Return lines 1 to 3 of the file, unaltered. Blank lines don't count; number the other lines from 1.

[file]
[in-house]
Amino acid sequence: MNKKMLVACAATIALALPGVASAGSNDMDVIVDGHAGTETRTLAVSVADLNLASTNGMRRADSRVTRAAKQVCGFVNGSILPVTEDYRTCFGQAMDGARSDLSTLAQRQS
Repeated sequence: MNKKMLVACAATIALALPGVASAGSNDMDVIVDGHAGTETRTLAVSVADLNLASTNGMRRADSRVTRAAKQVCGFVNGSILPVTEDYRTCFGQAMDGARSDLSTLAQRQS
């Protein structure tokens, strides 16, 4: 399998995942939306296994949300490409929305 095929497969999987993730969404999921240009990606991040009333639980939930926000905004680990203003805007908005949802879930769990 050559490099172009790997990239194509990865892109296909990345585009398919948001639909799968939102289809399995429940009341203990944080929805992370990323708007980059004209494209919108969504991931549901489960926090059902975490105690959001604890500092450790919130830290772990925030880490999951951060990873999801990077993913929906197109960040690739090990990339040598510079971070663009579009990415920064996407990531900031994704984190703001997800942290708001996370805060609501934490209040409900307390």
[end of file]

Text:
[in-house]
Amino acid sequence: MNKKMLVACAATIALALPGVASAGSNDMDVIVDGHAGTETRTLAVSVADLNLASTNGMRRADSRVTRAAKQVCGFVNGSILPVTEDYRTCFGQAMDGARSDLSTLAQRQS
Repeated sequence: MNKKMLVACAATIALALPGVASAGSNDMDVIVDGHAGTETRTLAVSVADLNLASTNGMRRADSRVTRAAKQVCGFVNGSILPVTEDYRTCFGQAMDGARSDLSTLAQRQS